Feshbach molecules formed by magnetic association can be a good starting point to form molecules in the absolute rovibrational ground state using twophoton transfer schemes. A first constraint to be taken into account to achieve such a transfer is that according to electric dipole selection rules only Feshbach molecular states of significant singlet character can be coupled to groundstate singlet molecules if singlet excited states are used as a bridge. If the initial Feshbach molecule turns out to have mostly triplet character one can use excited electronic states of mixed singlettriplet character as a bridge, an approach suggested for NaK in Schulze et al. (2013) and successfully recently adopted to form NaK in the absolute ground state by a STIRAP twophoton process Park et al. (2015b, a). Moreover, the radial overlap between the excited intermediate state and both the initial and the target ground state molecule must be significant. To gain more insight into the resonance nature and to get a hint at the expected efficiency of twophoton processes we perform bound state coupledchannel calculations. A detailed analysis having already been performed in Schulze et al. (2013) for NaK, here we just stress the main elements for the sake of comparison with the following analysis of the bosonboson pairs.
We depict for instance in Fig. 1 the scattering length and the evolution of the molecular levels near the broadest resonance in the hyperfine absolute ground state which has been successfully used as starting point for STIRAP association Park et al. (2015a). The corresponding average electronic spin is also shown as a function of internuclear distance as color code in the lower panel. The nearly pure triplet character of this molecular state is in principle unfavorable for the production of ground state singlet molecules through the excited singlet manifold. Inspection of lower panel of Fig. 1 might suggest working closer to resonance to increase the single character as the molecular state mixes with the scattering continuum. However, as already noted in Ref. Schulze et al. (2013) such admixture comes to the price of a delocalization of the wavefunction at larger distances, and thus to a decreased overlap with the intermediate excited state. Such strong triplet character is a common feature of the molecular states associated to all broadest resonances in Tab. 2, which is in fact to a good approximation a common molecular state in the triplet potential with a different projection of the total hyperfine angular momentum . In conclusion, use of bridge spinorbit coupled states to help enhance the transfer efficiency seems necessary for the bosonfermion pair Schulze et al. (2013). We will show below that the situation is significantly different for the bosonboson mixtures.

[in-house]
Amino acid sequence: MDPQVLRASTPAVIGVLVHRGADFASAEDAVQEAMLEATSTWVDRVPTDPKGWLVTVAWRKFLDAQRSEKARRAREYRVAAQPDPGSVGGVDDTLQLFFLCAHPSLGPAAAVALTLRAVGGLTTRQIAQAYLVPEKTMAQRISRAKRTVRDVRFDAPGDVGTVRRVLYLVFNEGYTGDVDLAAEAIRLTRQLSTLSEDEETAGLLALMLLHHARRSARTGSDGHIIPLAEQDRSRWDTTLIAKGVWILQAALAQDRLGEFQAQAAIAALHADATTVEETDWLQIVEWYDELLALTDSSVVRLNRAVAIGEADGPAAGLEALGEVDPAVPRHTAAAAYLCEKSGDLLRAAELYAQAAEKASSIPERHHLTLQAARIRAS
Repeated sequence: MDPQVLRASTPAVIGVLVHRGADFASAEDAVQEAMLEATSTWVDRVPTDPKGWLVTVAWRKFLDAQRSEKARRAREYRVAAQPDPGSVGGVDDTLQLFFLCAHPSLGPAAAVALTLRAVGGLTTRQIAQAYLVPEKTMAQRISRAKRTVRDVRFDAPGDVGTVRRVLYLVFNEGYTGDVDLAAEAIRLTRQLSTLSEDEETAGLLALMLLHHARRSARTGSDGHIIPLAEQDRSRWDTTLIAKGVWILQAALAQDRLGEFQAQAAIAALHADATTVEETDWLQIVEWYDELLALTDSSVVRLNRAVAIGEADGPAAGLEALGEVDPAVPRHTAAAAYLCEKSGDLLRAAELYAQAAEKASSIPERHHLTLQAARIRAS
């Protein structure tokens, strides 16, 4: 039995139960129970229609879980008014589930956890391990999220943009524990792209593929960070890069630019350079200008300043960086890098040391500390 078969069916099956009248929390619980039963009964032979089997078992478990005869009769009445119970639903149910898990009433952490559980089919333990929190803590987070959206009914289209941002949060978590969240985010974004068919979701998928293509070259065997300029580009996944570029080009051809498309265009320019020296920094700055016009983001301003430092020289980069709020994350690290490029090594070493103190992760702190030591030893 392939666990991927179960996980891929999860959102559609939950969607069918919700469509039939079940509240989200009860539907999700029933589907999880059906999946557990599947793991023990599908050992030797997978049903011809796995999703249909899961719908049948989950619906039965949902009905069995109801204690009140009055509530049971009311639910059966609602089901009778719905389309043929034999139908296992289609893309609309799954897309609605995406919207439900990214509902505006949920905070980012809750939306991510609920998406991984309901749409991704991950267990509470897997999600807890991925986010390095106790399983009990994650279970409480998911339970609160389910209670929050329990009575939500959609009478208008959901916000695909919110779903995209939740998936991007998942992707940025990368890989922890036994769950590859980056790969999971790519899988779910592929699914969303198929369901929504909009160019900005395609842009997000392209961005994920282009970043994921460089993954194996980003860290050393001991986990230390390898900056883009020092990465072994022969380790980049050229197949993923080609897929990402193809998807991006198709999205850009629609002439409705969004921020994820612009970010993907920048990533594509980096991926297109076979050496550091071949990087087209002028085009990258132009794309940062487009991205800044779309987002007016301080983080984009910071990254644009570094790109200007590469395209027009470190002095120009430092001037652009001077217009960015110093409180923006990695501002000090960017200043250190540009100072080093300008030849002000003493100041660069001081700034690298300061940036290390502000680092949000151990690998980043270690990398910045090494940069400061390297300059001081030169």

In addition to the observed  and wave features, additional wave resonances are also predicted by our model. We compute the elastic collision rate up to G and present a restricted magnetic field range in the upper panel of Fig. 2. The lower panel depicts the energy levels of the molecular states responsible for each resonance. Resonance features are detected by local maxima in the elastic collision rate as well as in the inelastic probabilities. The position of these maxima agree to better than 0.02 G for all except the two features around 21.9 G in the channel for which the differences are 0.05 G. It turns out to be easier to extract the location of the resonances from the inelastic probabilities. These positions are summarized in Tab. 3 together with the position of the local maxima in the elastic collision rate when no inelastic process are present.


The wave multiplets observed in Ref. Park et al. (2012) and reproduced in Tab. 3 are at first sight surprising since the spinspin interaction typically gives rise to doublets Ticknor et al. (2004). The nature and multiplicity of such magnetic spectrum can be rationalized starting from a picture where the spin interaction is at first neglected. In this situation the total internal spin projection is an exactly conserved quantum number. Let us consider for definiteness the case of two free atoms with . Let us moreover restrict ourselves to , since the contributions are vanishingly small at the present very low collision energies due to centrifugal repulsion. The projection of the total angular momentum, which is strictly conserved, can then only take values , , and . Within this restricted model and fixing , one can build six molecular states with projections that are degenerate, since both and are strictly conserved in the absence of anisotropic spinspin and of the Zeeman interaction Tiesinga et al. (1996).